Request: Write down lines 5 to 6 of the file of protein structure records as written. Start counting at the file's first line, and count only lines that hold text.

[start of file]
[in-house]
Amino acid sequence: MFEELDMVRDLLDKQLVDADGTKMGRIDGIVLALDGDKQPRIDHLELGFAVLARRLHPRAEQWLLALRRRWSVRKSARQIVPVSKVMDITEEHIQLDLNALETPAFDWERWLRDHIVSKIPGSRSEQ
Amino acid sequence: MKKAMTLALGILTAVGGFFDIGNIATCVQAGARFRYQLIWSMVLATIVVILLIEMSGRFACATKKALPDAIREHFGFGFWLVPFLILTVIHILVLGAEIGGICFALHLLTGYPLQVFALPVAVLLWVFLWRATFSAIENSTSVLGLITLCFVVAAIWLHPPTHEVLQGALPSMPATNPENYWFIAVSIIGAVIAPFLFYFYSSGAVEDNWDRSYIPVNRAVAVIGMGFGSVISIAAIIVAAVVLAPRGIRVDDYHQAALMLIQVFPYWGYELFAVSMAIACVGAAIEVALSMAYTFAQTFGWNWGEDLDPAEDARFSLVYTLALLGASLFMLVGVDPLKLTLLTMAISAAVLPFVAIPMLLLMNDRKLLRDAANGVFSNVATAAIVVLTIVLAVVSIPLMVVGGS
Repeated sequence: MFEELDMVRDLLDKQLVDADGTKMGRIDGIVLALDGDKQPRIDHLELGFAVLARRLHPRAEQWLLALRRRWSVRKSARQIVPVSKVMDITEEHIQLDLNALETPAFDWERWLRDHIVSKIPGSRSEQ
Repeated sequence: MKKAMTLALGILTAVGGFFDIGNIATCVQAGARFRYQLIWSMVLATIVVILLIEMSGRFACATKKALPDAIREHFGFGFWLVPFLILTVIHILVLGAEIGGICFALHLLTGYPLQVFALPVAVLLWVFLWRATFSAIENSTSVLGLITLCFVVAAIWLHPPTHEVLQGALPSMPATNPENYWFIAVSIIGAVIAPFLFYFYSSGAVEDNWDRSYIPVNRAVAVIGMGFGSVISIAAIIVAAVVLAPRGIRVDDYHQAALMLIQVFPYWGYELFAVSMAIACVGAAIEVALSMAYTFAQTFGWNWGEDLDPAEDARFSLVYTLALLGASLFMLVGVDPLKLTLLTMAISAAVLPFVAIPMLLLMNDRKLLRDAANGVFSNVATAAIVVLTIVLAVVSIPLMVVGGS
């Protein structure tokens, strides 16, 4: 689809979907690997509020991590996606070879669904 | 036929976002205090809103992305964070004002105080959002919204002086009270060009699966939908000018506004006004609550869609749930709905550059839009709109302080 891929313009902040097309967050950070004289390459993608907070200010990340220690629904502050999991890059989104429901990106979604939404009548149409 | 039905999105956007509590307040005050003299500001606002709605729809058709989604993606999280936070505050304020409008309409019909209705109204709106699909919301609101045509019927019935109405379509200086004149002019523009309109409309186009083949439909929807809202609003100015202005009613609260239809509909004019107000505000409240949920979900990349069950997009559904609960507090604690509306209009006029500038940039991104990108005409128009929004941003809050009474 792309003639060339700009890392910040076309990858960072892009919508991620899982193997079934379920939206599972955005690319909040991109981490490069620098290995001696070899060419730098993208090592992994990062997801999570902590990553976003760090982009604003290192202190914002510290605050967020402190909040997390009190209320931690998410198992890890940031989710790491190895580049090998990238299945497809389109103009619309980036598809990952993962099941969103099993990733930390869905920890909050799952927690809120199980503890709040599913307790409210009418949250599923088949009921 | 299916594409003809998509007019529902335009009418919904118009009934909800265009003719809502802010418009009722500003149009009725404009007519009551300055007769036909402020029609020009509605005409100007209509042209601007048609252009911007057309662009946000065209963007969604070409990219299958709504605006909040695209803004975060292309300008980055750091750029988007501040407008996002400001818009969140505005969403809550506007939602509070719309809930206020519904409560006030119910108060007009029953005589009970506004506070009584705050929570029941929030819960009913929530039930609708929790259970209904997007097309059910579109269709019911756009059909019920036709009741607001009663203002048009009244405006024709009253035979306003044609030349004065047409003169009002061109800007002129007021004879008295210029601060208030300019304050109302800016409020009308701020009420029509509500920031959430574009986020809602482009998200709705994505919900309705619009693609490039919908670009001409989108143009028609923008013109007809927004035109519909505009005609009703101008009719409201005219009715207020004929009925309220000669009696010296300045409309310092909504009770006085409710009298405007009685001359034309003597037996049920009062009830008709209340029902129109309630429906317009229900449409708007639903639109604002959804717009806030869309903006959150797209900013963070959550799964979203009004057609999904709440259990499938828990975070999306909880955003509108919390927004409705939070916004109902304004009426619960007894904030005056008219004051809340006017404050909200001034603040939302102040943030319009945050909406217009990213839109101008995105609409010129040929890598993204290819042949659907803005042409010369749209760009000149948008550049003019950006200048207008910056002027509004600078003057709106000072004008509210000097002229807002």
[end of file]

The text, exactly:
Repeated sequence: MKKAMTLALGILTAVGGFFDIGNIATCVQAGARFRYQLIWSMVLATIVVILLIEMSGRFACATKKALPDAIREHFGFGFWLVPFLILTVIHILVLGAEIGGICFALHLLTGYPLQVFALPVAVLLWVFLWRATFSAIENSTSVLGLITLCFVVAAIWLHPPTHEVLQGALPSMPATNPENYWFIAVSIIGAVIAPFLFYFYSSGAVEDNWDRSYIPVNRAVAVIGMGFGSVISIAAIIVAAVVLAPRGIRVDDYHQAALMLIQVFPYWGYELFAVSMAIACVGAAIEVALSMAYTFAQTFGWNWGEDLDPAEDARFSLVYTLALLGASLFMLVGVDPLKLTLLTMAISAAVLPFVAIPMLLLMNDRKLLRDAANGVFSNVATAAIVVLTIVLAVVSIPLMVVGGS
């Protein structure tokens, strides 16, 4: 689809979907690997509020991590996606070879669904 | 036929976002205090809103992305964070004002105080959002919204002086009270060009699966939908000018506004006004609550869609749930709905550059839009709109302080 891929313009902040097309967050950070004289390459993608907070200010990340220690629904502050999991890059989104429901990106979604939404009548149409 | 039905999105956007509590307040005050003299500001606002709605729809058709989604993606999280936070505050304020409008309409019909209705109204709106699909919301609101045509019927019935109405379509200086004149002019523009309109409309186009083949439909929807809202609003100015202005009613609260239809509909004019107000505000409240949920979900990349069950997009559904609960507090604690509306209009006029500038940039991104990108005409128009929004941003809050009474 792309003639060339700009890392910040076309990858960072892009919508991620899982193997079934379920939206599972955005690319909040991109981490490069620098290995001696070899060419730098993208090592992994990062997801999570902590990553976003760090982009604003290192202190914002510290605050967020402190909040997390009190209320931690998410198992890890940031989710790491190895580049090998990238299945497809389109103009619309980036598809990952993962099941969103099993990733930390869905920890909050799952927690809120199980503890709040599913307790409210009418949250599923088949009921 | 299916594409003809998509007019529902335009009418919904118009009934909800265009003719809502802010418009009722500003149009009725404009007519009551300055007769036909402020029609020009509605005409100007209509042209601007048609252009911007057309662009946000065209963007969604070409990219299958709504605006909040695209803004975060292309300008980055750091750029988007501040407008996002400001818009969140505005969403809550506007939602509070719309809930206020519904409560006030119910108060007009029953005589009970506004506070009584705050929570029941929030819960009913929530039930609708929790259970209904997007097309059910579109269709019911756009059909019920036709009741607001009663203002048009009244405006024709009253035979306003044609030349004065047409003169009002061109800007002129007021004879008295210029601060208030300019304050109302800016409020009308701020009420029509509500920031959430574009986020809602482009998200709705994505919900309705619009693609490039919908670009001409989108143009028609923008013109007809927004035109519909505009005609009703101008009719409201005219009715207020004929009925309220000669009696010296300045409309310092909504009770006085409710009298405007009685001359034309003597037996049920009062009830008709209340029902129109309630429906317009229900449409708007639903639109604002959804717009806030869309903006959150797209900013963070959550799964979203009004057609999904709440259990499938828990975070999306909880955003509108919390927004409705939070916004109902304004009426619960007894904030005056008219004051809340006017404050909200001034603040939302102040943030319009945050909406217009990213839109101008995105609409010129040929890598993204290819042949659907803005042409010369749209760009000149948008550049003019950006200048207008910056002027509004600078003057709106000072004008509210000097002229807002």